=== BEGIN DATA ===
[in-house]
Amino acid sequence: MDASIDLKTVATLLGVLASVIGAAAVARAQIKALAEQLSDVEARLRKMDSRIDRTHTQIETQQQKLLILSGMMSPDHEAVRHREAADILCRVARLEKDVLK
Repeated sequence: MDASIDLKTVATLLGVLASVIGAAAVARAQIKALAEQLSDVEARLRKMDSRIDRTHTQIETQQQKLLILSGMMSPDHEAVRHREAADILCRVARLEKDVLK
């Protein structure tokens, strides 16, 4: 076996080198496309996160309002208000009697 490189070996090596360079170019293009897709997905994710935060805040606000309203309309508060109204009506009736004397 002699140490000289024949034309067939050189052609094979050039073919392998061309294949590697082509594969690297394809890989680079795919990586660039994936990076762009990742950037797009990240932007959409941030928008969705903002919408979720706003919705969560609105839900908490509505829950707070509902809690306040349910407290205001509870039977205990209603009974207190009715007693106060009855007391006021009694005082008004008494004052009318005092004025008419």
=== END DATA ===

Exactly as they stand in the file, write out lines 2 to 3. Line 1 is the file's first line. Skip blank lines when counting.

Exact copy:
Amino acid sequence: MDASIDLKTVATLLGVLASVIGAAAVARAQIKALAEQLSDVEARLRKMDSRIDRTHTQIETQQQKLLILSGMMSPDHEAVRHREAADILCRVARLEKDVLK
Repeated sequence: MDASIDLKTVATLLGVLASVIGAAAVARAQIKALAEQLSDVEARLRKMDSRIDRTHTQIETQQQKLLILSGMMSPDHEAVRHREAADILCRVARLEKDVLK